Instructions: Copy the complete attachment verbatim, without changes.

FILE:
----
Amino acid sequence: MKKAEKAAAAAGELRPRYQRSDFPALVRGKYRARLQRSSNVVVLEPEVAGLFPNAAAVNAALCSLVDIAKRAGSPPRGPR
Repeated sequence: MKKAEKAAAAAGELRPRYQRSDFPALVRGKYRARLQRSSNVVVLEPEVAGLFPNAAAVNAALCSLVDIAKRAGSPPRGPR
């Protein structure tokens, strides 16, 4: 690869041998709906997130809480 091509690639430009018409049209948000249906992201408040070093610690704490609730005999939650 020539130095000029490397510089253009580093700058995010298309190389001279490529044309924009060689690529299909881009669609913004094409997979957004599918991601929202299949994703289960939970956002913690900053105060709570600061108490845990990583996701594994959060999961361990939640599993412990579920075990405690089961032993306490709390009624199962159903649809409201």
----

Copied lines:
Amino acid sequence: MKKAEKAAAAAGELRPRYQRSDFPALVRGKYRARLQRSSNVVVLEPEVAGLFPNAAAVNAALCSLVDIAKRAGSPPRGPR
Repeated sequence: MKKAEKAAAAAGELRPRYQRSDFPALVRGKYRARLQRSSNVVVLEPEVAGLFPNAAAVNAALCSLVDIAKRAGSPPRGPR
């Protein structure tokens, strides 16, 4: 690869041998709906997130809480 091509690639430009018409049209948000249906992201408040070093610690704490609730005999939650 020539130095000029490397510089253009580093700058995010298309190389001279490529044309924009060689690529299909881009669609913004094409997979957004599918991601929202299949994703289960939970956002913690900053105060709570600061108490845990990583996701594994959060999961361990939640599993412990579920075990405690089961032993306490709390009624199962159903649809409201």